Can Venture Capital Save The World?
Thursday, December 1, 2011
Bahawalpur in eastern Pakistan is known for magnificent palaces built during the British Raj, but in the dusty part of town where most of the 400,000 residents actually live, four dozen farmers have gathered in the decidedly unpalatial concrete building that houses the local branch of the National Rural Support Programme Bank. Their darkened, sun-creased faces testify to the toll of tilling soil in one of the hotter places on Earth (at 11 a.m. in mid-June it’s already heading toward 105 degrees); many twist their hair into head scarves, and all don cotton tunics known as kurta.
Suddenly the front door swings open and a tall woman with piercing blue eyes and brownish blonde hair struts in, dressed in a red tunic and baggy pants. Accompanied by the bank’s president, Rashid Bajwa, Jacqueline Novogratz whips out her red notebook and gets down to business. “What kind of livestock do you have?” she asks one client. “How many male calves? How much money are you saving at the bank? What do you do with that cash?” An hour later, the notebook now filled with minute details of how, exactly, the farmers intend to pay back their loans, as well as whether their daughters go to school and what they want their children to do when they grow up, Novogratz walks out of the bank, satisfied. “I’m feeling optimistic about rural Pakistan,” she tells me, as a pickup truck, loaded with field hands, rumbles past a mosque. “Farmers are making good money.”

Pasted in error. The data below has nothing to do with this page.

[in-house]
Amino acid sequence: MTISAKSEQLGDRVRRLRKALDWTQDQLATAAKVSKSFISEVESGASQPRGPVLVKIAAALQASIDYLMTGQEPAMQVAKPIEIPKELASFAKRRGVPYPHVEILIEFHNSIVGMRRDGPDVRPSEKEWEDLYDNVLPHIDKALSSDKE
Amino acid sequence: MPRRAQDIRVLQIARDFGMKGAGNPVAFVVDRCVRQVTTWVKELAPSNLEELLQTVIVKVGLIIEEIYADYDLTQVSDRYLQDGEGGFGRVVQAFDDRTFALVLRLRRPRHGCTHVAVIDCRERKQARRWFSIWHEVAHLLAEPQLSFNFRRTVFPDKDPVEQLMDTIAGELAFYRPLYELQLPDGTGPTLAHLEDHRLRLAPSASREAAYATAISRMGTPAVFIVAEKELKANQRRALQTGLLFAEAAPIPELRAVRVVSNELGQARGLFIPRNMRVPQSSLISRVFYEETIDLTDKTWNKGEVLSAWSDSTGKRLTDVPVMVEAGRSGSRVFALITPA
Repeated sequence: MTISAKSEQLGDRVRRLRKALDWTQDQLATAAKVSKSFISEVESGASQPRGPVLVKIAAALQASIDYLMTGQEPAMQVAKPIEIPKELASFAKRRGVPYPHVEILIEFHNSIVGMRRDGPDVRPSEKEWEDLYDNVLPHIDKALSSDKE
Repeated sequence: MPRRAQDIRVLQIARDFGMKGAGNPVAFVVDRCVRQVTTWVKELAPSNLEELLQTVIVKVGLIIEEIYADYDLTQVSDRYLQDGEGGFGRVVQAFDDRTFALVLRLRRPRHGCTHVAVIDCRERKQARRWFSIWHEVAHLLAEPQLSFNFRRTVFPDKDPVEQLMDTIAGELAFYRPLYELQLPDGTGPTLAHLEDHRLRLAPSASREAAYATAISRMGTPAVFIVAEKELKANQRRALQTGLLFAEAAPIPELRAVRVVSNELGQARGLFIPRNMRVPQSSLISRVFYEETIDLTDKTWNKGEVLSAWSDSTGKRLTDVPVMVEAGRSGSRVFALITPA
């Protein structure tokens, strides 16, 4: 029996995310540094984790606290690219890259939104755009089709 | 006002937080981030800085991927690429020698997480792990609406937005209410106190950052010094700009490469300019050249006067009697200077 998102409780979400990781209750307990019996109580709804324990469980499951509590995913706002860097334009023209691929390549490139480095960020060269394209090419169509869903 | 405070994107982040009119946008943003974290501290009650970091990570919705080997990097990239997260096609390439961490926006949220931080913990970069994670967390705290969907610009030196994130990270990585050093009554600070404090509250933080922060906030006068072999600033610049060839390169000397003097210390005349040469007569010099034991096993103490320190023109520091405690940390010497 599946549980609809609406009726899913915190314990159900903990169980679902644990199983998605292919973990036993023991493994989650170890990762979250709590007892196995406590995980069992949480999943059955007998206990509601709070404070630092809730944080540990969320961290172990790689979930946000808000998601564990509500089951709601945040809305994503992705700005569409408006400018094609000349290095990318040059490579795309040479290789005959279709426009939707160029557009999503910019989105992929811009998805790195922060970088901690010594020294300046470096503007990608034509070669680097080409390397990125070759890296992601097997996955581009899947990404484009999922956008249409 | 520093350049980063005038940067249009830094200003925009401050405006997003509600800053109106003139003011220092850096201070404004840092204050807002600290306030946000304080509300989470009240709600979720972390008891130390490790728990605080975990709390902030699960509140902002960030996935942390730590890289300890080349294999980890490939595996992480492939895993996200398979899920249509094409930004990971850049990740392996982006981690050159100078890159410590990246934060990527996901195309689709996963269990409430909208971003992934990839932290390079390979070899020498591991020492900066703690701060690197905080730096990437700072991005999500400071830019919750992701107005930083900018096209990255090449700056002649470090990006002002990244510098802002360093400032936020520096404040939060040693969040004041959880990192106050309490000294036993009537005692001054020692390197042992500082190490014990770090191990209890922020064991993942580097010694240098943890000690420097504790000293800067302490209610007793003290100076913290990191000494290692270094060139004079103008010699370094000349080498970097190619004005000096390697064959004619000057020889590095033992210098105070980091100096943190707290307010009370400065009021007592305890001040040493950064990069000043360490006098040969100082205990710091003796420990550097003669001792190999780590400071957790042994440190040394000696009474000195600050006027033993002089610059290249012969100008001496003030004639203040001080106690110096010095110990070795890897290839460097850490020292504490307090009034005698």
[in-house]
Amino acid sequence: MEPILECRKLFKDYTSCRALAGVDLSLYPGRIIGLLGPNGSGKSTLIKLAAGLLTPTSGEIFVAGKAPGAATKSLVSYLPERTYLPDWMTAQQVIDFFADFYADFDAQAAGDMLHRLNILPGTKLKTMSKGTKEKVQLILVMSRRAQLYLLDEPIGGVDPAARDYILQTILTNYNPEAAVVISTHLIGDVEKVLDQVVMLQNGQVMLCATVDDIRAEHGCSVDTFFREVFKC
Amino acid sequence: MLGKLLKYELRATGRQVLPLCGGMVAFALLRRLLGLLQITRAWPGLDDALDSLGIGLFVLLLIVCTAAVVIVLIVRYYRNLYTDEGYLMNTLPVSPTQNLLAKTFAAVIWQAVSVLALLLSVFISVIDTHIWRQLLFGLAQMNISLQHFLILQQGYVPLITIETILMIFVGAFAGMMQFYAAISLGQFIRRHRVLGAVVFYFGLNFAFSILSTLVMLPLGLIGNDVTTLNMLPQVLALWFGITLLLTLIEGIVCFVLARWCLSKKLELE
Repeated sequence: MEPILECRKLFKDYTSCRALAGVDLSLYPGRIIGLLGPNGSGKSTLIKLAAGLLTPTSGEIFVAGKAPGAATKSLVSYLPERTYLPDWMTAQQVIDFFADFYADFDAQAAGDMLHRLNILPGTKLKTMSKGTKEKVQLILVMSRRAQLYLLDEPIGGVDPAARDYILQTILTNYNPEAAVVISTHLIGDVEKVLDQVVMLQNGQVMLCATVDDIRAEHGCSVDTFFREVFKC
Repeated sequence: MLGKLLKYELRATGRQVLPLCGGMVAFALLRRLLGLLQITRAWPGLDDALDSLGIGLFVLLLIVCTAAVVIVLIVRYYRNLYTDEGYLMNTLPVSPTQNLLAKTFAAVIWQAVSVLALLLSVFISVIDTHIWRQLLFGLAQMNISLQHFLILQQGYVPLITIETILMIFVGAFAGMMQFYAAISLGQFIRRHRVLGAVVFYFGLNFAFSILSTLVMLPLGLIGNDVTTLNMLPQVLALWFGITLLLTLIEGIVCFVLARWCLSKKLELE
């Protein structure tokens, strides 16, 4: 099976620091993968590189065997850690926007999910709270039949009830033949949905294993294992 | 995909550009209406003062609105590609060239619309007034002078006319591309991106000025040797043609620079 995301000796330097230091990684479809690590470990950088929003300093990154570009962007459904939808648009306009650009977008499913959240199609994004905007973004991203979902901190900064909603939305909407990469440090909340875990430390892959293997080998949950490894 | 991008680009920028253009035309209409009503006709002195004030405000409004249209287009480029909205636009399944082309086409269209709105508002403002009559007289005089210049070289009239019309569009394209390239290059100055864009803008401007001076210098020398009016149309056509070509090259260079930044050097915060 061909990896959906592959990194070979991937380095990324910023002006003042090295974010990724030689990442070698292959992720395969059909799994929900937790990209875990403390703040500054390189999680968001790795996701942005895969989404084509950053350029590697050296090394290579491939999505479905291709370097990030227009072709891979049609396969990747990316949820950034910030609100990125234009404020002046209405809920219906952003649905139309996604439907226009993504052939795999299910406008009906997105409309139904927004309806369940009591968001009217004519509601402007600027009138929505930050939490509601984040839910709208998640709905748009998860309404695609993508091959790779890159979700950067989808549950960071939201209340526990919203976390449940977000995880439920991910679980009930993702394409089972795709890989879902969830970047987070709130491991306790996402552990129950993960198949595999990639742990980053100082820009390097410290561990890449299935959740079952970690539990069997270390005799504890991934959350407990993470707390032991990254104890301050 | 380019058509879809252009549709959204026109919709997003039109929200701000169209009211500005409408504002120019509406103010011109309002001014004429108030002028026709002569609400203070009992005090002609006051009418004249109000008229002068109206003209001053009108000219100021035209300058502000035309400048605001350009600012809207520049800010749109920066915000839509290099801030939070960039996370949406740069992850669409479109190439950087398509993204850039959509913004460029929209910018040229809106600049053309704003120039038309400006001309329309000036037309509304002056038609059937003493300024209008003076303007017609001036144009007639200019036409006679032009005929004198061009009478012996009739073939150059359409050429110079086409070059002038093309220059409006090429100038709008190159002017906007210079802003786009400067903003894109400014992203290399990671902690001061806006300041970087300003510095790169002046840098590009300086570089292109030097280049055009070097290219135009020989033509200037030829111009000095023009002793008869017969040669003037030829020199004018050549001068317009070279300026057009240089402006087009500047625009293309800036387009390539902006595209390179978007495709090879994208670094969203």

Novogratz plays the role of auditor because, as CEO and founder of the Acumen Fund, helping people starts with financial due diligence. In April Acumen sank $1.9 million into the bank in exchange for an 18% stake, one small investment in a decadelong experiment in charitable giving. Instead of shoveling aid dollars to causes or governments that give away life-sustaining goods and services, Acumen espouses investing money wisely in small-time entrepreneurs in the developing world who strive to solve problems, from mosquito netting to bottled water to affordable housing. It’s a new twist on the old adage about teaching a man to fish, except that Novogratz wants to build an entire fish market.